Approximately 40 students are part of Florida State University’s LIFT recovery program in the 2022-23 academic year.

Florida State University’s Collegiate Recovery Program (CRP) creates a community for students seeking help with substance abuse and substance abuse and enables them to build accountability with their peers.

Living Intentionally, Finding Togetherness (LIFT) serves as both a recovery program and an addictions resource program for the general campus community, and it has seen rapid growth in student engagement since its relaunch it a year and a half ago.

What is the need: The 2021 National Drug Use and Health Survey reported that approximately 8.6 million young people aged 18 to 25 met the criteria for substance use disorder in 2021.

Fifty percent of young adults drank alcohol in the month prior to their survey and 29.2% drank heavily in the previous month. About 38% of young adults surveyed have used illicit drugs, 35% have used marijuana and 3.3% have vaped nicotine, all in the past month.

A variety of factors play into a person’s substance use, but students often use substances to relieve stress or to reduce social anxiety.

Substance use can negatively impact a student’s academic performance and physical and social health, as well as the tendency to engage in risky and dangerous behaviors, which impacts overall success in school. ‘Higher Education.

College recovery programs face negative stigma in providing student care — if a college has one, which 95% of institutions don’t.

“The national percentage of students identifying as being in recovery hovers around 4% of your student body, which is typically many more students than institutions realize,” says Angela Lauer Chong, Associate Vice President in Student Affairs and Dean of Florida Students. State.

What is LIFT: LIFT kicked off in the fall of 2019 with a 2018 steering committee led by Chong. Few students engaged with the college recovery program in the same way during distance learning, and so the program has “essentially restarted” with renewed support from university administrators and alumni.

At the height of that first year, the program had seven student affiliates. This spring, however, “the LIFT program is booming,” Chong says, with about 40 active participants and 1,100 unique student interactions.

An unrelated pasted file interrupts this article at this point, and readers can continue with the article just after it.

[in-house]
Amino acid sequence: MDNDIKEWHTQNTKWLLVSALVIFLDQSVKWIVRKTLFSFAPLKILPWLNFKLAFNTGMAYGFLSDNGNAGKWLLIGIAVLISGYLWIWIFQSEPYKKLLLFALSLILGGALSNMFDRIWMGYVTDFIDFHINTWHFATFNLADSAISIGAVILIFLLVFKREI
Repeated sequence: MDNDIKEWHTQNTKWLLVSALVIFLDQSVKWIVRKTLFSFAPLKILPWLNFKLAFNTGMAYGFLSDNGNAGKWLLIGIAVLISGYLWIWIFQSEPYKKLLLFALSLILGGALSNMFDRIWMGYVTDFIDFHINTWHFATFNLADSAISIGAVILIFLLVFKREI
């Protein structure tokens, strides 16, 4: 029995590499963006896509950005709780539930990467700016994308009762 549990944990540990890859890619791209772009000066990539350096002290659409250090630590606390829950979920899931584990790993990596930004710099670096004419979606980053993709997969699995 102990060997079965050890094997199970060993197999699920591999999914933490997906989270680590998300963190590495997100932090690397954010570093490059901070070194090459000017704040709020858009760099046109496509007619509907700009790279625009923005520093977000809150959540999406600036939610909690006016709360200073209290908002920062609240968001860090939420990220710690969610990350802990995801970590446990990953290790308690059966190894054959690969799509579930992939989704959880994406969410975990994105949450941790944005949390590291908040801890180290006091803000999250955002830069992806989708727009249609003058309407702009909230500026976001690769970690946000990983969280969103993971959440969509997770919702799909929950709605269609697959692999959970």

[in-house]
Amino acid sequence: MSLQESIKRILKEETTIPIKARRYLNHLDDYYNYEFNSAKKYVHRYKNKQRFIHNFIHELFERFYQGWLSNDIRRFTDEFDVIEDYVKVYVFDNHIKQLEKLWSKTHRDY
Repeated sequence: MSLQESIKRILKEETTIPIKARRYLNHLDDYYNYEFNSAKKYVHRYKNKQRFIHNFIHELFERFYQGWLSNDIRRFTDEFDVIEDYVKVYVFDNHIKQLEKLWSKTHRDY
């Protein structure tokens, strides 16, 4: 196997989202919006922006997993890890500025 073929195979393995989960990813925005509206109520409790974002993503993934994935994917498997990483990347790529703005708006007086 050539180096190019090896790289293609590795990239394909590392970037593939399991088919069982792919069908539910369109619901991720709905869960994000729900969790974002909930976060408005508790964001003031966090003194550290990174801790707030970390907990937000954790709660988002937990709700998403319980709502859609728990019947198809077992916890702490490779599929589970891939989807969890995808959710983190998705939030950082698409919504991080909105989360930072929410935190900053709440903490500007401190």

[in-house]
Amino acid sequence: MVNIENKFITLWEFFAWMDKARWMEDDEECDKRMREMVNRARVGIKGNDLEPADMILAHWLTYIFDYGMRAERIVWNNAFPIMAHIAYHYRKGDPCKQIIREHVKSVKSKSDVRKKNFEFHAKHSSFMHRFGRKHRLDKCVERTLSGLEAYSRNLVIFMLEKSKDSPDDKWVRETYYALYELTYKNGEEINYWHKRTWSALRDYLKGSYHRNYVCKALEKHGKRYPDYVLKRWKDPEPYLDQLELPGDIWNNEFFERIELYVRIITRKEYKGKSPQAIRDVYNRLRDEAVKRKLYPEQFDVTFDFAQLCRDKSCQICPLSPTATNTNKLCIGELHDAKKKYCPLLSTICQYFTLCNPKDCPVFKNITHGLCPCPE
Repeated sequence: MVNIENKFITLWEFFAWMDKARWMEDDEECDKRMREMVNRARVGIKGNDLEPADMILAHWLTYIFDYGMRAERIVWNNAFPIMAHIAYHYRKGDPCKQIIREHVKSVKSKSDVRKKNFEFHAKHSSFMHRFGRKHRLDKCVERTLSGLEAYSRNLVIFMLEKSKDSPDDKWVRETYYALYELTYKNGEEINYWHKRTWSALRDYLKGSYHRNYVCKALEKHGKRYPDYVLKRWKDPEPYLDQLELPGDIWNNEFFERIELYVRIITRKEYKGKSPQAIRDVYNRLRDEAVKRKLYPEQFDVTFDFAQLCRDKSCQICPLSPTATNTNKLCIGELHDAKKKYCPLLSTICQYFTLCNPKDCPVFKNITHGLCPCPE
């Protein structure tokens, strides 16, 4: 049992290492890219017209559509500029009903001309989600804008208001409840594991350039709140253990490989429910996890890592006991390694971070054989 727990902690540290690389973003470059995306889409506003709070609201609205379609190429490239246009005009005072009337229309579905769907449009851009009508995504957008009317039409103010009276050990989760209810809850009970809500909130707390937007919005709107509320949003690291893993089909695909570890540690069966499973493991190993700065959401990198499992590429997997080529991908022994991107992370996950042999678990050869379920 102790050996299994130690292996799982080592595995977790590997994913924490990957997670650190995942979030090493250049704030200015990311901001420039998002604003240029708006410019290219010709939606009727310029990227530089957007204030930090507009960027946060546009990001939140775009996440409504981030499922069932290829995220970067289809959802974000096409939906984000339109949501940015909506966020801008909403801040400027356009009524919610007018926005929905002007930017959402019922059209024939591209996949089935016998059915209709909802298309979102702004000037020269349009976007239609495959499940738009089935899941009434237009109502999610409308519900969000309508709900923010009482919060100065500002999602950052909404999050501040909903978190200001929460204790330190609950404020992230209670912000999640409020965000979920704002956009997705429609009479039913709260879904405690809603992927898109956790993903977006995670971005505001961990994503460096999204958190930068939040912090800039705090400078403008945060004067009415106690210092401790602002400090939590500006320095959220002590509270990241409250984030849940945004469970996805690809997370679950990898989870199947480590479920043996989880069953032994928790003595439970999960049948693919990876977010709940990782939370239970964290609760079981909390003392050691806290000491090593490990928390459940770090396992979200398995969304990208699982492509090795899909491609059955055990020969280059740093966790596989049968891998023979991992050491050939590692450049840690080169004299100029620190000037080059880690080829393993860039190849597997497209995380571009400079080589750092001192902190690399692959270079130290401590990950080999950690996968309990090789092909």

“A CRP that not only serves recovering students but provides multiple avenues for students to explore and seek a path to recovery is the future of success for students,” Chong said.

LIFT moved to a larger, more central space on campus in winter 2022, closer to administrative and community offices, programming and training spaces in the Thagard building, and the dedicated substance abuse counselor and to the institution’s substance abuse counseling center also serves as a liaison for the CRP.

LIFT organizes weekly book clubs, general meetings, social activities and recovery coaching for students. The program also promotes conference attendance and presentation.

Student involvement: LIFT offers two types of peer training programs, the Recovery Ally program and peer accountability partners.

The Recovery Ally Program (RAP) is a 90-minute training with an interactive workshop that asks students to reflect on and monitor their substance use or addictive behaviors, Chong says. “It encourages students to change the way they think about addiction, change the way they talk about substance abuse, and adapt their approach to recovery.”

Students who complete the RAP learn tools to intervene in their own habits and connect with resources.

Peer Accountability Partners are students who have spent at least one semester as a LIFT member and have completed RAP training. As a third requirement, students must complete the NASPA Peer Educator Certificate program or something equivalent, such as completing 12-step work, majoring in social work or psychology, or participating in community service.

Peer mentors take on between one and three mentees, working approximately two hours per week with each student. They are responsible for providing substance-free social activities, accompanying their peers to recovery-oriented meetings, sharing campus resources and more.

Look forward: Going forward, Chong hopes a wider population on campus is aware of the program and its offerings, whether it’s support, becoming a recovery ally or having a conversation with a peer who is dealing with a substance use disorder.

Florida state officials are recruiting a full-time program coordinator and seeking additional grants to further develop the program. Alumni have also contributed to LIFT, with two donations totaling $125,000 and a mini-documentary produced by alumnus Michael Ortoll about college recovery communities and the importance of student support in recovery from alcohol and drugs.

“Ten LIFT participants are graduating in May, and I would like this to be the start of an alumni community so they can continue in the community beyond their years at FSU and provide mentorship to our current students in recovery,” says Chong.

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